Nothing Is Easy

Review: Luna Gale Twists and Turns Through the Labyrinth of a Social Worker’s Life

Rebecca Gilman's play explores the impossible challenge of knowing what's best for a child.

By Doni Wilson May 17, 2017

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Jeremy Gee, Carolyn Johnson, and Tanith Albright in Stages Repertory Theatre’s production of Luna Gale.

Image: Jon Shapley

Gripping and tragic, the Stages Repertory Theatre production of Luna Gale features strong and memorable performances that force the audience to face the challenges of family situations that are, for whatever excruciating reason, untenable.  When I walked into the theater, I thought Rebecca Gilman’s family drama would center on a baby named Luna Gale, but the story really belongs to Caroline, an experienced but burnt-out social worker with wounds of her own.

Played by Carolyn Johnson, the same actor who brilliantly portrayed Judy Garland in the 2016 Stages production of End of the Rainbow, Caroline is at once a victim and manipulator of the bureaucratic system for which she works. She has her own family secrets, and she has channeled her pain into helping victimized or neglected children. In this case, the child is Luna, an infant from a home compromised by a risky cocktail of drug addiction, immaturity and irresponsibility. 

Director Seth Gordon allows us to consider the lives of Luna’s amped-up and drug-addicted teenage parents, Karlie and Peter (wonderfully played by Tanith Albright and Jeremy Gee). The pair’s meth use makes them shaky caregivers both literally and figuratively as they self-medicate with Skittles and petulance, all the while stepping on landmines of regret that push them further from custody of their daughter. 

Johnson’s interpretation of Caroline—her aversion to fun, her entrenched workaholism—are utterly believable and give the sense this social worker is just as trapped in a no-win script as any of her clients. Yes, there are “rules” and protocols Caroline must follow, but Gilman’s play suggests that dealing with people is more of an art than a science, relying heavily on intuition and the kinds of experiences that can't be conveyed in any textbook. 

Deciding where to place Luna Gale is no easy task. Caroline initially considers Cindy, the child’s grandmother played by Elaine Robinson, as a suitable caregiver. But once she learns Cindy is an ardent born-again Christian, Caroline begins to think Luna’s parents, however flawed, should raise the child. Gilman is not really criticizing Christianity or anti-Christian bias per se, but rather dramatizing how religion fits into the puzzle of making decisions that will affect the well-being of an innocent child. Cindy says, “I think I’m helping,” but the irony is that everyone involved thinks they are helping—they just do it in radically different ways.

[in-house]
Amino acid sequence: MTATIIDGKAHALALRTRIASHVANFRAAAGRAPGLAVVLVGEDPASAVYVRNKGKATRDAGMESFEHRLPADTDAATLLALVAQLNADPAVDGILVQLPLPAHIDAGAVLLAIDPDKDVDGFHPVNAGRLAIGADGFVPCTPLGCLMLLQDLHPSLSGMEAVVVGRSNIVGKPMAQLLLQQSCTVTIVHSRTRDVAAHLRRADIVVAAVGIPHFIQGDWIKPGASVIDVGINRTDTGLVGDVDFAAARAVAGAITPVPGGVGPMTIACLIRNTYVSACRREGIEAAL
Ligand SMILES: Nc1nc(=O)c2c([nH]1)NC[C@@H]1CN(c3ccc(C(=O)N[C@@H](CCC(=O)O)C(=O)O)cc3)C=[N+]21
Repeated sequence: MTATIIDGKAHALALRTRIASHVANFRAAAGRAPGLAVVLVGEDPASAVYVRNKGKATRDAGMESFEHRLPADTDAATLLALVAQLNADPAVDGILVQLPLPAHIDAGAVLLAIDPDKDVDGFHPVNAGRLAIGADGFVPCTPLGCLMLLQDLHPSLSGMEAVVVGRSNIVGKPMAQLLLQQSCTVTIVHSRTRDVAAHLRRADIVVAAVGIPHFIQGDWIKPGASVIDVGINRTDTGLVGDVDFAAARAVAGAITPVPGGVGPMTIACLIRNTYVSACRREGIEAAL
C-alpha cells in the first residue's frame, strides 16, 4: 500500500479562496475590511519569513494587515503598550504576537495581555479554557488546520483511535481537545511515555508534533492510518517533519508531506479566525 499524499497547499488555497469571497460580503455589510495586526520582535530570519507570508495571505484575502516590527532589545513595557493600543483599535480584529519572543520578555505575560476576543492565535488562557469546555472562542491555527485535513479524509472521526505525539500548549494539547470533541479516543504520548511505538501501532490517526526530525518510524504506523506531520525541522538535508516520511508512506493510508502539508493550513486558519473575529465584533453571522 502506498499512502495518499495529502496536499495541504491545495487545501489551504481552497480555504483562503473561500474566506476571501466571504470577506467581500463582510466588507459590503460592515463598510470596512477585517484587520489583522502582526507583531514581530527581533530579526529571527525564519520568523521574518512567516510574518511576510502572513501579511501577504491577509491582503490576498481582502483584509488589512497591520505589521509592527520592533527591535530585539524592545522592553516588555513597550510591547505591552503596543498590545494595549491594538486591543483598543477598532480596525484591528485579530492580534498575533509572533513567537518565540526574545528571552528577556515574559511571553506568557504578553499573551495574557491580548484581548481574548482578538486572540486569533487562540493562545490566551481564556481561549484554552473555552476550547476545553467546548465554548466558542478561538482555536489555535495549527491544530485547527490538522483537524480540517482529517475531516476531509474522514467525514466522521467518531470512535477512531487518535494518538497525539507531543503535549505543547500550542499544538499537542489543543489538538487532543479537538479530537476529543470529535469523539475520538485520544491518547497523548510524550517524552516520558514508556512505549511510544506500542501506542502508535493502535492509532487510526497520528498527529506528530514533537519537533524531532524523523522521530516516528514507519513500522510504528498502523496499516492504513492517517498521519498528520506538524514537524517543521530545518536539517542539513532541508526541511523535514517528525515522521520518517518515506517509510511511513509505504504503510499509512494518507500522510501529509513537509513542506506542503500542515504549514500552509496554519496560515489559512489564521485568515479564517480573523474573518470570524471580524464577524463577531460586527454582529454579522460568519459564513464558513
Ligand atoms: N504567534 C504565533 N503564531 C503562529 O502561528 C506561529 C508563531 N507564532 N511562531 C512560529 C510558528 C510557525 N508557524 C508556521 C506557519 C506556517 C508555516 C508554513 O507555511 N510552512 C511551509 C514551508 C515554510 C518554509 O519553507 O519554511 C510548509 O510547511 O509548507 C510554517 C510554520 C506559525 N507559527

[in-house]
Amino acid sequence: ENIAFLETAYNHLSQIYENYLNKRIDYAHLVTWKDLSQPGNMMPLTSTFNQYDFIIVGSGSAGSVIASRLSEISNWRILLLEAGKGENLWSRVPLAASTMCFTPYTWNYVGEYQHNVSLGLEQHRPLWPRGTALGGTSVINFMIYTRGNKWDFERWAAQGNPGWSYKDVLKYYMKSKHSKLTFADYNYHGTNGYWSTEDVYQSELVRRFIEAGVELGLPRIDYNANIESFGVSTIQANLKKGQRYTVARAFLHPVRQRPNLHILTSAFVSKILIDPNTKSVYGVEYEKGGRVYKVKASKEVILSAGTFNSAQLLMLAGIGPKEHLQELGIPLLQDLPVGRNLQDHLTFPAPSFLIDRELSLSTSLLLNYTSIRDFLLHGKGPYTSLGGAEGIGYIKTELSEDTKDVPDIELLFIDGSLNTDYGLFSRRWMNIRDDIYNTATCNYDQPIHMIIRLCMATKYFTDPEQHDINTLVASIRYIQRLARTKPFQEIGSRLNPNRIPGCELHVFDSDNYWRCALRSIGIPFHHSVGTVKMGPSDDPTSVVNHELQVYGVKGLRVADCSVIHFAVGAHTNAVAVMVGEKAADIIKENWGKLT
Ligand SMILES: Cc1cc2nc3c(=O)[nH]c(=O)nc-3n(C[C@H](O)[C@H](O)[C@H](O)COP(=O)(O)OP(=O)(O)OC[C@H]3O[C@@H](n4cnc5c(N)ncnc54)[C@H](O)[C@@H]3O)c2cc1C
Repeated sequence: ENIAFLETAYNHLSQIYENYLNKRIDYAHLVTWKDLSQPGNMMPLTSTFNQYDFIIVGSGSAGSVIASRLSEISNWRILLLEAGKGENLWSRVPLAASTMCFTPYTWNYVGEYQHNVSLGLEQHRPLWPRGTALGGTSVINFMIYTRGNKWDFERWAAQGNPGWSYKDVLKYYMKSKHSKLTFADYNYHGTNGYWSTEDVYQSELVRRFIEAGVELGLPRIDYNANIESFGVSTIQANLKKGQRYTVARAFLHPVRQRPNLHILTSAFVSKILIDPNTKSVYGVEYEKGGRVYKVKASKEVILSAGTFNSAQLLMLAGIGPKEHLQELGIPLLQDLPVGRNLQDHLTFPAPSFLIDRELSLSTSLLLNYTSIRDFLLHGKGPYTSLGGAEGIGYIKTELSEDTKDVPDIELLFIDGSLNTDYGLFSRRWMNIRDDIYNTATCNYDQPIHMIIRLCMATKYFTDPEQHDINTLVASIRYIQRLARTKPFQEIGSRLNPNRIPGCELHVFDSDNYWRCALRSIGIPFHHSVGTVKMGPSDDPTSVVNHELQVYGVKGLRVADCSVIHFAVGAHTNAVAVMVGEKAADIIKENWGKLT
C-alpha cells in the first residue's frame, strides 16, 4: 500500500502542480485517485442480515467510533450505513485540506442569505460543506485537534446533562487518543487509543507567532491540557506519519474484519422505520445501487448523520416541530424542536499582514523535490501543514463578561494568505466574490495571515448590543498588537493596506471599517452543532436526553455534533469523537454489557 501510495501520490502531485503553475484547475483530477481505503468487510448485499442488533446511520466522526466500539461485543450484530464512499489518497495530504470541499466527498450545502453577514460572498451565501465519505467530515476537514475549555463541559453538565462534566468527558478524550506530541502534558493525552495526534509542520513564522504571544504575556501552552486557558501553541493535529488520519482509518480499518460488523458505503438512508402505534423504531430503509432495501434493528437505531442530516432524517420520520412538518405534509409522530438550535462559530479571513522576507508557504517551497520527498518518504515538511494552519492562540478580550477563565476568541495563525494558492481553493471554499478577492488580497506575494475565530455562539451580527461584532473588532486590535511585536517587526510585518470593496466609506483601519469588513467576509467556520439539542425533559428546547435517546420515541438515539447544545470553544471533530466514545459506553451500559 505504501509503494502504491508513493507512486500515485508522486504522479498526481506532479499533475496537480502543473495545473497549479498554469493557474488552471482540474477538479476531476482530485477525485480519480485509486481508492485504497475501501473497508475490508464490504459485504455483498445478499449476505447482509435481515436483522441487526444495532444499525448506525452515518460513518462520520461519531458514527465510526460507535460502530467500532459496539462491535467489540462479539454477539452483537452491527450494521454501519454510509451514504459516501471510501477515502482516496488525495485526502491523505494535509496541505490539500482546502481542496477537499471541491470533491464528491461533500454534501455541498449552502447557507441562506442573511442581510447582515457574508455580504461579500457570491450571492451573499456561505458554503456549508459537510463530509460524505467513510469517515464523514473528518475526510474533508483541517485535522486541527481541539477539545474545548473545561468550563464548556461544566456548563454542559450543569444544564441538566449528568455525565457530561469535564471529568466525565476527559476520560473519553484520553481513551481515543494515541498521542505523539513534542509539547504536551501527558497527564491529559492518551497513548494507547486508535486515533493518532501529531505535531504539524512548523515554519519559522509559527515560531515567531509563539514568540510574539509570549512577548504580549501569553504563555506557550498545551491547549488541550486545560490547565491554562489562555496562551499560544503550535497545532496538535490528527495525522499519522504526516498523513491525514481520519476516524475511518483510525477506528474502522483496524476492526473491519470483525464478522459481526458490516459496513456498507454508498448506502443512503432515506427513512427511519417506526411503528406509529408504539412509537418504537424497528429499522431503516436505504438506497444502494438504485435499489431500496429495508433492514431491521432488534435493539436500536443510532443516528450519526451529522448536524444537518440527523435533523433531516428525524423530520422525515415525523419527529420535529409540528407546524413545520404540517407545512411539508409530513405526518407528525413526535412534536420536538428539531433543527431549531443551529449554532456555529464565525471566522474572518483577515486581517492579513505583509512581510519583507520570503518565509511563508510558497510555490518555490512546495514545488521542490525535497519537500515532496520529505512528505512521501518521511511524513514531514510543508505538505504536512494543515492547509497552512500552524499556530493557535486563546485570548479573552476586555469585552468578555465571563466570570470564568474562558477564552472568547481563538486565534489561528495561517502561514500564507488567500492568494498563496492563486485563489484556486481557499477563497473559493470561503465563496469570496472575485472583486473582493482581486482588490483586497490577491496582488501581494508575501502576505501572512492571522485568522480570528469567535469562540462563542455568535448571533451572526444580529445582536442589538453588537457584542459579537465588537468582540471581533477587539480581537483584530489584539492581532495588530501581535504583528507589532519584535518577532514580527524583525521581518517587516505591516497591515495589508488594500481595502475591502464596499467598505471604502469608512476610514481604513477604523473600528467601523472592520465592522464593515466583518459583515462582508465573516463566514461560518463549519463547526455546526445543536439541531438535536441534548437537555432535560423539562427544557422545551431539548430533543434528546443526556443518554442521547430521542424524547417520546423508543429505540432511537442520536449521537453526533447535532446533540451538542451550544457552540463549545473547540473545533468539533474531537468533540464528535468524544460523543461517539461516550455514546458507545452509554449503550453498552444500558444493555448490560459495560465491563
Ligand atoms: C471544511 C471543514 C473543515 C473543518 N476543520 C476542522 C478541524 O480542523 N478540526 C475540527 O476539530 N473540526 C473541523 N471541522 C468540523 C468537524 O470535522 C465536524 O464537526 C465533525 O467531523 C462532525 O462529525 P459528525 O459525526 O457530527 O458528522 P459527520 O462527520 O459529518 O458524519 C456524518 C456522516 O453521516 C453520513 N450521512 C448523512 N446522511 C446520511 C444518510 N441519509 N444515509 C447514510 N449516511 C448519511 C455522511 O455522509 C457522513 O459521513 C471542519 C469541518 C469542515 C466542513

With quickly shifting scenes from hospitals to apartments to offices to playrooms, the sets are so realistic that you feel like you are in line for the next bureaucratic appointment designed to turn around your own terrible life. The play is not exactly an idealistic ringing endorsement of “the system,” yet it is a reminder that there are not a lot of other options for helping those individuals who stumble while trying to negotiate the challenges and intricacies of adult life.

You will be surprised by the ending—Caroline’s wishes for Luna Gale are sort of half-fulfilled, but in a way that leaves the audience wondering what will happen to this child in the long run. This is a play in which no options are ideal, and like all good theater, you are forced to take sides even when you are not particularly confident in any of the choices.  Kind of like in real life, when social workers must make hard choices, every difficult day.

This is an intense and compelling play, inspired by Gilman's real trip to an emergency room that left the playwright wondering whether a drug-addicted couple could ever make good parents. With drug addiction increasing in American culture, it is a question that won’t go away anytime soon. But while you are pondering the many questions this play brings to the surface, leave the kids at home. This one is just for grown-ups, both for content and language.

Through May 28. From $21. Stages Repertory Theatre, 3201 Allen Parkway, Suite 101. 713-527-0123.

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